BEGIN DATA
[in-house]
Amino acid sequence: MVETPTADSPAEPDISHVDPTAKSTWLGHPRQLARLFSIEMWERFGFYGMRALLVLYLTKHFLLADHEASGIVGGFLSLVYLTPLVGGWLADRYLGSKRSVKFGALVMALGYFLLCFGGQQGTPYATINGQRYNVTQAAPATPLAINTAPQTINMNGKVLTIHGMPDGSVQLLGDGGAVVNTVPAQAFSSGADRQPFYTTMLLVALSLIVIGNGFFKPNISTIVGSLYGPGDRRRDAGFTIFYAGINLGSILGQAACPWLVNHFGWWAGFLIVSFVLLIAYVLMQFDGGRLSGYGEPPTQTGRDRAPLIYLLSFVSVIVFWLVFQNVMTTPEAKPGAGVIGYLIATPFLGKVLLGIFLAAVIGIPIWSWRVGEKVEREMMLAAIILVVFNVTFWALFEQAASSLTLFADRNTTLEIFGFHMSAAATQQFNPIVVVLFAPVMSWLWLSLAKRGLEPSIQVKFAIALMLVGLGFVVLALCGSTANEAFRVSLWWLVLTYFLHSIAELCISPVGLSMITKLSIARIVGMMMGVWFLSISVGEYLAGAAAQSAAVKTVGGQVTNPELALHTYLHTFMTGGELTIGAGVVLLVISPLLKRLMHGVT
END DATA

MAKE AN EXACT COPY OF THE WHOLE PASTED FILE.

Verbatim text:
[in-house]
Amino acid sequence: MVETPTADSPAEPDISHVDPTAKSTWLGHPRQLARLFSIEMWERFGFYGMRALLVLYLTKHFLLADHEASGIVGGFLSLVYLTPLVGGWLADRYLGSKRSVKFGALVMALGYFLLCFGGQQGTPYATINGQRYNVTQAAPATPLAINTAPQTINMNGKVLTIHGMPDGSVQLLGDGGAVVNTVPAQAFSSGADRQPFYTTMLLVALSLIVIGNGFFKPNISTIVGSLYGPGDRRRDAGFTIFYAGINLGSILGQAACPWLVNHFGWWAGFLIVSFVLLIAYVLMQFDGGRLSGYGEPPTQTGRDRAPLIYLLSFVSVIVFWLVFQNVMTTPEAKPGAGVIGYLIATPFLGKVLLGIFLAAVIGIPIWSWRVGEKVEREMMLAAIILVVFNVTFWALFEQAASSLTLFADRNTTLEIFGFHMSAAATQQFNPIVVVLFAPVMSWLWLSLAKRGLEPSIQVKFAIALMLVGLGFVVLALCGSTANEAFRVSLWWLVLTYFLHSIAELCISPVGLSMITKLSIARIVGMMMGVWFLSISVGEYLAGAAAQSAAVKTVGGQVTNPELALHTYLHTFMTGGELTIGAGVVLLVISPLLKRLMHGVT